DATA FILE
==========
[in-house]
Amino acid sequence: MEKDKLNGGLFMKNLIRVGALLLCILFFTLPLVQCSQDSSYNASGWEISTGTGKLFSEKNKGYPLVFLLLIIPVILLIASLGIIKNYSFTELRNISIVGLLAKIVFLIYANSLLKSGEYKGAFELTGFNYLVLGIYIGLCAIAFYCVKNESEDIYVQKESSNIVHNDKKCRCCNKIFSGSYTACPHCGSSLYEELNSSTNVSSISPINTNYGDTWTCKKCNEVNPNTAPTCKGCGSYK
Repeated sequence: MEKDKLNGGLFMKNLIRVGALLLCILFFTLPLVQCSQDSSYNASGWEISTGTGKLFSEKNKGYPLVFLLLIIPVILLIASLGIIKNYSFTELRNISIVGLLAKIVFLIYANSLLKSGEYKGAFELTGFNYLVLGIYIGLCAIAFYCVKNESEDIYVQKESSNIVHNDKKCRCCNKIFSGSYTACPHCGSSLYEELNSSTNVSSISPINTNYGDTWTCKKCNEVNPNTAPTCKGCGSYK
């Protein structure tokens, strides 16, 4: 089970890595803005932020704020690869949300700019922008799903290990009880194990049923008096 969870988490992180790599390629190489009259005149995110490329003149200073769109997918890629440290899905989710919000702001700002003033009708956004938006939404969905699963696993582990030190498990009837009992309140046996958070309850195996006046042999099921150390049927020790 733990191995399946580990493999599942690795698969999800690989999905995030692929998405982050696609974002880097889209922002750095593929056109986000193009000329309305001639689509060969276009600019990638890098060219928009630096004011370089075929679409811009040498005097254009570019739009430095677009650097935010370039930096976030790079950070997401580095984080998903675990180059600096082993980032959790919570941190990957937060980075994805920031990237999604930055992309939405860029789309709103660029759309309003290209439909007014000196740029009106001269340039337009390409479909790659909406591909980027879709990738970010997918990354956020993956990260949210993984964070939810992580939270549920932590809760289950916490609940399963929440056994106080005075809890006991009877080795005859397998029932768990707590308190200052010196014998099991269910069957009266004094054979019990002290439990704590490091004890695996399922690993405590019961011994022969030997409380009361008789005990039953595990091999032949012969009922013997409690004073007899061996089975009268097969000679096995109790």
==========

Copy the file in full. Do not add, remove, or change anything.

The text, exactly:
[in-house]
Amino acid sequence: MEKDKLNGGLFMKNLIRVGALLLCILFFTLPLVQCSQDSSYNASGWEISTGTGKLFSEKNKGYPLVFLLLIIPVILLIASLGIIKNYSFTELRNISIVGLLAKIVFLIYANSLLKSGEYKGAFELTGFNYLVLGIYIGLCAIAFYCVKNESEDIYVQKESSNIVHNDKKCRCCNKIFSGSYTACPHCGSSLYEELNSSTNVSSISPINTNYGDTWTCKKCNEVNPNTAPTCKGCGSYK
Repeated sequence: MEKDKLNGGLFMKNLIRVGALLLCILFFTLPLVQCSQDSSYNASGWEISTGTGKLFSEKNKGYPLVFLLLIIPVILLIASLGIIKNYSFTELRNISIVGLLAKIVFLIYANSLLKSGEYKGAFELTGFNYLVLGIYIGLCAIAFYCVKNESEDIYVQKESSNIVHNDKKCRCCNKIFSGSYTACPHCGSSLYEELNSSTNVSSISPINTNYGDTWTCKKCNEVNPNTAPTCKGCGSYK
């Protein structure tokens, strides 16, 4: 089970890595803005932020704020690869949300700019922008799903290990009880194990049923008096 969870988490992180790599390629190489009259005149995110490329003149200073769109997918890629440290899905989710919000702001700002003033009708956004938006939404969905699963696993582990030190498990009837009992309140046996958070309850195996006046042999099921150390049927020790 733990191995399946580990493999599942690795698969999800690989999905995030692929998405982050696609974002880097889209922002750095593929056109986000193009000329309305001639689509060969276009600019990638890098060219928009630096004011370089075929679409811009040498005097254009570019739009430095677009650097935010370039930096976030790079950070997401580095984080998903675990180059600096082993980032959790919570941190990957937060980075994805920031990237999604930055992309939405860029789309709103660029759309309003290209439909007014000196740029009106001269340039337009390409479909790659909406591909980027879709990738970010997918990354956020993956990260949210993984964070939810992580939270549920932590809760289950916490609940399963929440056994106080005075809890006991009877080795005859397998029932768990707590308190200052010196014998099991269910069957009266004094054979019990002290439990704590490091004890695996399922690993405590019961011994022969030997409380009361008789005990039953595990091999032949012969009922013997409690004073007899061996089975009268097969000679096995109790």